I believe that for students to complete at least one elective at an institution outside of their own is valuable. Ideally, this rotation would be at a program the student is seriously considering for residency training. This experience will broaden the student’s perspective of the field and provide an “insider’s” view of the personality of the program. I have been surprised to hear that students often are discouraged from doing such away rotations. They are cautioned that they risk not looking as good to the program in person as they do on paper. This warning does not make sense to me; rather, I think that students and programs alike benefit from learning before matching if they are incompatible. A few weeks of a suboptimal experience during medical school seems better than three or more years of negative experiences during residency. Also, importantly, several highly competitive specialty areas, including orthopedic surgery, are much more likely to recruit students who have completed an elective in their institution than those who have not.3
An expensive process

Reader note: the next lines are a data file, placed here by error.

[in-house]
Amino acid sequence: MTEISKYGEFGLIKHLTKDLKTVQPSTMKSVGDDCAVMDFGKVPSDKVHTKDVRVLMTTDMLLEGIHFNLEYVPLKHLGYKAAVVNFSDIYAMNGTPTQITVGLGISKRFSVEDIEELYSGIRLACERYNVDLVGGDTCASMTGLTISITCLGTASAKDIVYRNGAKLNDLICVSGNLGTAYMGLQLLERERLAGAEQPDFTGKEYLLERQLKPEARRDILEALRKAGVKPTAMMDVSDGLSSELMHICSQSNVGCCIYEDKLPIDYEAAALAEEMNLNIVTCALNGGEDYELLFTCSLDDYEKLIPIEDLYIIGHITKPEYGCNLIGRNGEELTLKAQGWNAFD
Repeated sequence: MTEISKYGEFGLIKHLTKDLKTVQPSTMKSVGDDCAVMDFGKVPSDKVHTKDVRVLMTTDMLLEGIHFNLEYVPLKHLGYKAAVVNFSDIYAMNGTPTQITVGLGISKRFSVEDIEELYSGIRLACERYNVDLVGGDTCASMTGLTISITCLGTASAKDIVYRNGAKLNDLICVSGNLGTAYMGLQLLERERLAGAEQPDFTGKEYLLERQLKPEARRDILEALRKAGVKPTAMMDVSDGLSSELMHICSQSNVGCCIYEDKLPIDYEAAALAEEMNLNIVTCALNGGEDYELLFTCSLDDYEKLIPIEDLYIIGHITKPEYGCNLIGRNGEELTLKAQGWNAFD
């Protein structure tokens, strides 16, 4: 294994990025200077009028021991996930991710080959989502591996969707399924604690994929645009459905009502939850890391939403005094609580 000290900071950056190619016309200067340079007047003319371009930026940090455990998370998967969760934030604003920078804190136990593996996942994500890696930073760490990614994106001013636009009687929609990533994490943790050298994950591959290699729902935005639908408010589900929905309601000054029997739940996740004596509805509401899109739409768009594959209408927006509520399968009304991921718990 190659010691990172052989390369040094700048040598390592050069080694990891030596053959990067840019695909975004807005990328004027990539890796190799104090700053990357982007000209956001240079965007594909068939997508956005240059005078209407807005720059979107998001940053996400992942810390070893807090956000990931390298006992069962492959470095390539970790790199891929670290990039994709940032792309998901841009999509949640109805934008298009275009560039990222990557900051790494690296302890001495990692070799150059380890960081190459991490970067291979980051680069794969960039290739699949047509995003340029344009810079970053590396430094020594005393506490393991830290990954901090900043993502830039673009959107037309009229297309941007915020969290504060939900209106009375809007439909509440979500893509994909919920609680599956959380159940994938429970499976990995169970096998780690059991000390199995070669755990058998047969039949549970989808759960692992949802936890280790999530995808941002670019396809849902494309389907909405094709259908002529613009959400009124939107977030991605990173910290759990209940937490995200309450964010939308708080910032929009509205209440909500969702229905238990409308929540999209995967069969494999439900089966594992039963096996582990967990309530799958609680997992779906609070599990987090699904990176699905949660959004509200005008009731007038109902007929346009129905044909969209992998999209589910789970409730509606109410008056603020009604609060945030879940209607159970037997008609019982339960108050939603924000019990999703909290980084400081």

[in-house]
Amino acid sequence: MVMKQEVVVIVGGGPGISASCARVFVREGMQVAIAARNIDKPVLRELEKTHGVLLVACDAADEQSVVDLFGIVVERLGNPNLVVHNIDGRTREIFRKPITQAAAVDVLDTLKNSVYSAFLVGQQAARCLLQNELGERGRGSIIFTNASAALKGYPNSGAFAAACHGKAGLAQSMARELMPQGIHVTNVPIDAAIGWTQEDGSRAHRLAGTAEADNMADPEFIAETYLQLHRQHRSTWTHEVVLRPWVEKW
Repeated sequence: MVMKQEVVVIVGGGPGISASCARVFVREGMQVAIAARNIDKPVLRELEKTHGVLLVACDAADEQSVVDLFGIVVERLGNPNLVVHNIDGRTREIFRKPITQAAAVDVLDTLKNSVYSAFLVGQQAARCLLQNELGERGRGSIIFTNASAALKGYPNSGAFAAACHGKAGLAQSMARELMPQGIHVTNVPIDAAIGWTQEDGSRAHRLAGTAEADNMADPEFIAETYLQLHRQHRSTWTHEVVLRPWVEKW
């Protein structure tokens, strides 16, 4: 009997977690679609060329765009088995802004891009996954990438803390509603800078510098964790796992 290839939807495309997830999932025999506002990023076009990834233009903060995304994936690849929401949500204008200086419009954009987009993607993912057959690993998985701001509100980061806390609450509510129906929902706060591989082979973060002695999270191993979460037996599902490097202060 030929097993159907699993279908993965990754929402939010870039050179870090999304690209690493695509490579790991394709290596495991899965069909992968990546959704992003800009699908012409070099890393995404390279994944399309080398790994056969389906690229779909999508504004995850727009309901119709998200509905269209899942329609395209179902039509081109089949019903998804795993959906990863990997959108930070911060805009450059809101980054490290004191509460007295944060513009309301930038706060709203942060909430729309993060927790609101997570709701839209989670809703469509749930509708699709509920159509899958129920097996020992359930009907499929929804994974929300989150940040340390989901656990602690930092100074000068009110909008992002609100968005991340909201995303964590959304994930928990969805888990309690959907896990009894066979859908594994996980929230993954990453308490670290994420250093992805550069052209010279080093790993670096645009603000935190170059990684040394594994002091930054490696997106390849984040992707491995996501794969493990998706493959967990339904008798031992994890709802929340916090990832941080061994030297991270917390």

The high costs that students incur when they participate in the match process is another concern. Here I am not referring to the substantial costs expended in USMLE preparation, an issue that I have addressed previously.2 The direct costs of the match process primarily relate to traveling around the United States and/or Canada to complete an increasing number of interviews. Because interviews are not coordinated among institutions in the same geographical area, students spend a lot of time, effort, and money crisscrossing back and forth from program site to program site. Limiting the number of programs to which graduating students can apply would go a long way toward reducing this cost. This reduction also would make the work of program directors, facing an ever-increasing number of applicants, more manageable. Finally, others have suggested that a smaller number of applications would result in less reliance on using USMLE scores as a screening strategy.4